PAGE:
Senior State Department officials said on Wednesday that employees of the U.S. embassy in Cuba were subjected to an “acoustic attack” that left two people with serious health problems.
Officials said the employees were not affected at the same place or time, but have been suffering a variety of physical symptoms since late 2016.
State Department spokeswoman Heather Nauert said they have not determined exactly what happened, but that the departments believes the assailants used sonic devices to attack embassy members at different times and places. The State Department launched an investigation and expelled two Cuban diplomats from the United States in May.
“We don’t have any definitive answers about the source or the cause of what we consider to be incidents,” Nauert said. “We can tell you that on May 23rd, the State Department took further action. We asked two officials who were accredited at the Embassy of Cuba in the United States to depart the United States. Those two individuals have departed the United States. ”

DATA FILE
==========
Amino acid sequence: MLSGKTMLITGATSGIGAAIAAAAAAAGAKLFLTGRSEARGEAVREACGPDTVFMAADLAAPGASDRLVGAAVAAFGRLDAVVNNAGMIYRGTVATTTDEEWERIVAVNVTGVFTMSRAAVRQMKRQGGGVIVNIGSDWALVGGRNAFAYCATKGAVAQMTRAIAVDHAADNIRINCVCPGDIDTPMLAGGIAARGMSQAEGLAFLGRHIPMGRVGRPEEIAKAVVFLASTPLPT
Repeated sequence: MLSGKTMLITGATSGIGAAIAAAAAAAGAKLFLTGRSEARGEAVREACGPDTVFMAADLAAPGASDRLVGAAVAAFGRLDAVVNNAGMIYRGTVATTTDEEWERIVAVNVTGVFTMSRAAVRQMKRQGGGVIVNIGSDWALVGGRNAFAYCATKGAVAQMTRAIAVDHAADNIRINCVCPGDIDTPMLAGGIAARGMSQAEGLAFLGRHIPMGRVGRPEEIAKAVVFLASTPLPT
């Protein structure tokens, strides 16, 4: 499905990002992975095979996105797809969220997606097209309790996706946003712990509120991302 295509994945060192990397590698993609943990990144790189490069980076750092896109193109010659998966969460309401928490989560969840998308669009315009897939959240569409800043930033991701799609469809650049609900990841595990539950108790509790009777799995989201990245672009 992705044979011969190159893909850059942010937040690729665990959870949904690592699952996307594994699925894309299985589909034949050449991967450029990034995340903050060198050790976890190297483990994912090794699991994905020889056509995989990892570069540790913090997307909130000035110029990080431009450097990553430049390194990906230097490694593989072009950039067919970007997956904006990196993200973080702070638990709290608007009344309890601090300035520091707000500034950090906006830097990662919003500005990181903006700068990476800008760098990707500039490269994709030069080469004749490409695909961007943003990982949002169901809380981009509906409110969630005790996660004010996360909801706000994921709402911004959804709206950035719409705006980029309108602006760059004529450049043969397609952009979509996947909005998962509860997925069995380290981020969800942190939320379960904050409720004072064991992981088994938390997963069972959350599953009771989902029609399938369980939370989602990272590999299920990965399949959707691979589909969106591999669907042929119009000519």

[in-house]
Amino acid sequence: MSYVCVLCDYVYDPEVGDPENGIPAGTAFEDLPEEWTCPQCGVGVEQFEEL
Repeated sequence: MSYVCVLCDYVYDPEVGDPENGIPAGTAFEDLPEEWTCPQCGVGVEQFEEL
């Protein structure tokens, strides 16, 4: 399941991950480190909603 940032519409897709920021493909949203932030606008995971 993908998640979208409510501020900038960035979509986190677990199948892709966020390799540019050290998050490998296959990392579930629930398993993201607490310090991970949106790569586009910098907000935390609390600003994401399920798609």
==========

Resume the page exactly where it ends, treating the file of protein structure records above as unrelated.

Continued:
Nauret said that the members who were affected by the alleged “attack” were sent back to the U.S. to receive medical treatment.
“The Cuban Government has a responsibility and an obligation under the Geneva Convention to protect our diplomats, so that is part of the reason why this is such a major concern of ours, why we take this so seriously, and in addition to the protection and security of Americans,” she said.
The Cuban Ministry of Foreign Affairs has denied the State Department’s claims in a statement released on Wednesday and said that the decision to expel Cuban diplomats was “unjustified and unfounded.”
“The Ministry categorically emphasizes that Cuba has never, nor would it ever, allow that the Cuban territory be used for any action against accredited diplomatic agents or their families, without exception. Moreover, it reiterates its willingness to cooperate in the clarification of this situation,” the statement said.